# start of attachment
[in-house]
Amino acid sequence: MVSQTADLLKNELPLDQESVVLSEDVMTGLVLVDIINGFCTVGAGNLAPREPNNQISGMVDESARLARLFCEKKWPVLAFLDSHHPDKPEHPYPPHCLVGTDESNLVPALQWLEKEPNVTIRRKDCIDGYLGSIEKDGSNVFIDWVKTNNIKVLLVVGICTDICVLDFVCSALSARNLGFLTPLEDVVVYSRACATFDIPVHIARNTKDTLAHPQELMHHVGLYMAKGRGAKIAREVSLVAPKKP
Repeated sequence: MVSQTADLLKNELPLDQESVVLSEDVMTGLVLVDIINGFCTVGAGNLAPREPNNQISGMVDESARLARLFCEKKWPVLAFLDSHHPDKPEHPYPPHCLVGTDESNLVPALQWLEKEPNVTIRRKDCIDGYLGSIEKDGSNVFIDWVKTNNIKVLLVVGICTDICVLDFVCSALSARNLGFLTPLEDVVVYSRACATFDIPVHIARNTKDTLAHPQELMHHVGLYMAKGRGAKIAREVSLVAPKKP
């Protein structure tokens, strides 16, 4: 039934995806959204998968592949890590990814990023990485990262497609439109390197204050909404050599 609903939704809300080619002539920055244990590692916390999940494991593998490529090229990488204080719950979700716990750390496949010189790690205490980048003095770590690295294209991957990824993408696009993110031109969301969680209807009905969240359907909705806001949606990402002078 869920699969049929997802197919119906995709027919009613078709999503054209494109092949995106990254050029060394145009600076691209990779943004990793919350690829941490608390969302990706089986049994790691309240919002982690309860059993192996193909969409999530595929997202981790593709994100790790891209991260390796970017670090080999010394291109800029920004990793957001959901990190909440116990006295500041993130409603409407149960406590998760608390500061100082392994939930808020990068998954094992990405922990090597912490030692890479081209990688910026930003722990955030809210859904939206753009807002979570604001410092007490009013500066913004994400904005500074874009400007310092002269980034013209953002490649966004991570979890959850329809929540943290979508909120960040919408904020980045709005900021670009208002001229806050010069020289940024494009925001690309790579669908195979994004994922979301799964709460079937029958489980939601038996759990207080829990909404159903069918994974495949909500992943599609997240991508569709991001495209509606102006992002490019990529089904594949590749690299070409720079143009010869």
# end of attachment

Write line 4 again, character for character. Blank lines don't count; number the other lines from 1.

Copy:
């Protein structure tokens, strides 16, 4: 039934995806959204998968592949890590990814990023990485990262497609439109390197204050909404050599 609903939704809300080619002539920055244990590692916390999940494991593998490529090229990488204080719950979700716990750390496949010189790690205490980048003095770590690295294209991957990824993408696009993110031109969301969680209807009905969240359907909705806001949606990402002078 869920699969049929997802197919119906995709027919009613078709999503054209494109092949995106990254050029060394145009600076691209990779943004990793919350690829941490608390969302990706089986049994790691309240919002982690309860059993192996193909969409999530595929997202981790593709994100790790891209991260390796970017670090080999010394291109800029920004990793957001959901990190909440116990006295500041993130409603409407149960406590998760608390500061100082392994939930808020990068998954094992990405922990090597912490030692890479081209990688910026930003722990955030809210859904939206753009807002979570604001410092007490009013500066913004994400904005500074874009400007310092002269980034013209953002490649966004991570979890959850329809929540943290979508909120960040919408904020980045709005900021670009208002001229806050010069020289940024494009925001690309790579669908195979994004994922979301799964709460079937029958489980939601038996759990207080829990909404159903069918994974495949909500992943599609997240991508569709991001495209509606102006992002490019990529089904594949590749690299070409720079143009010869």